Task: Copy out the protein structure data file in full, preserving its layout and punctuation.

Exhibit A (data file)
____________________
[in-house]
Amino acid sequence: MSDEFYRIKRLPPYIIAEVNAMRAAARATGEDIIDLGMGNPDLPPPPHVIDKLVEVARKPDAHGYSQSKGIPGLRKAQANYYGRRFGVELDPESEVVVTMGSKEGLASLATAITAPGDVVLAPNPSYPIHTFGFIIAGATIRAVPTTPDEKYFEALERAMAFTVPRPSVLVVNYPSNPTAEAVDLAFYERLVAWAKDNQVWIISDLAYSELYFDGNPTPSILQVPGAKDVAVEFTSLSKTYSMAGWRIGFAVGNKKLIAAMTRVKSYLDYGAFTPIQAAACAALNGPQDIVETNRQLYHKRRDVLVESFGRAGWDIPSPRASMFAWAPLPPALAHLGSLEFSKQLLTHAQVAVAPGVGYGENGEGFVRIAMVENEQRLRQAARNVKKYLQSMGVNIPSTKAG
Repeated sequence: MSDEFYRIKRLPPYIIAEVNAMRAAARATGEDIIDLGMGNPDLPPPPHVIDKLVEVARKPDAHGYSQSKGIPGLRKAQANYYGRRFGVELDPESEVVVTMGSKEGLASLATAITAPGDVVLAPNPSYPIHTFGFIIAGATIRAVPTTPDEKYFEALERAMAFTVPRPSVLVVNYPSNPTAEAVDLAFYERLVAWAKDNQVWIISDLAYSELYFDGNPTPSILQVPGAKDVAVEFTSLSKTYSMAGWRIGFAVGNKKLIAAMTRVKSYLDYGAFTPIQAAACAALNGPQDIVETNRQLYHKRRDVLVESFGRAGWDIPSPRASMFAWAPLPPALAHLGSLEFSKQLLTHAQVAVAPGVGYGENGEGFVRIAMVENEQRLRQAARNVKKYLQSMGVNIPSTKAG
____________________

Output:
[in-house]
Amino acid sequence: MSDEFYRIKRLPPYIIAEVNAMRAAARATGEDIIDLGMGNPDLPPPPHVIDKLVEVARKPDAHGYSQSKGIPGLRKAQANYYGRRFGVELDPESEVVVTMGSKEGLASLATAITAPGDVVLAPNPSYPIHTFGFIIAGATIRAVPTTPDEKYFEALERAMAFTVPRPSVLVVNYPSNPTAEAVDLAFYERLVAWAKDNQVWIISDLAYSELYFDGNPTPSILQVPGAKDVAVEFTSLSKTYSMAGWRIGFAVGNKKLIAAMTRVKSYLDYGAFTPIQAAACAALNGPQDIVETNRQLYHKRRDVLVESFGRAGWDIPSPRASMFAWAPLPPALAHLGSLEFSKQLLTHAQVAVAPGVGYGENGEGFVRIAMVENEQRLRQAARNVKKYLQSMGVNIPSTKAG
Repeated sequence: MSDEFYRIKRLPPYIIAEVNAMRAAARATGEDIIDLGMGNPDLPPPPHVIDKLVEVARKPDAHGYSQSKGIPGLRKAQANYYGRRFGVELDPESEVVVTMGSKEGLASLATAITAPGDVVLAPNPSYPIHTFGFIIAGATIRAVPTTPDEKYFEALERAMAFTVPRPSVLVVNYPSNPTAEAVDLAFYERLVAWAKDNQVWIISDLAYSELYFDGNPTPSILQVPGAKDVAVEFTSLSKTYSMAGWRIGFAVGNKKLIAAMTRVKSYLDYGAFTPIQAAACAALNGPQDIVETNRQLYHKRRDVLVESFGRAGWDIPSPRASMFAWAPLPPALAHLGSLEFSKQLLTHAQVAVAPGVGYGENGEGFVRIAMVENEQRLRQAARNVKKYLQSMGVNIPSTKAG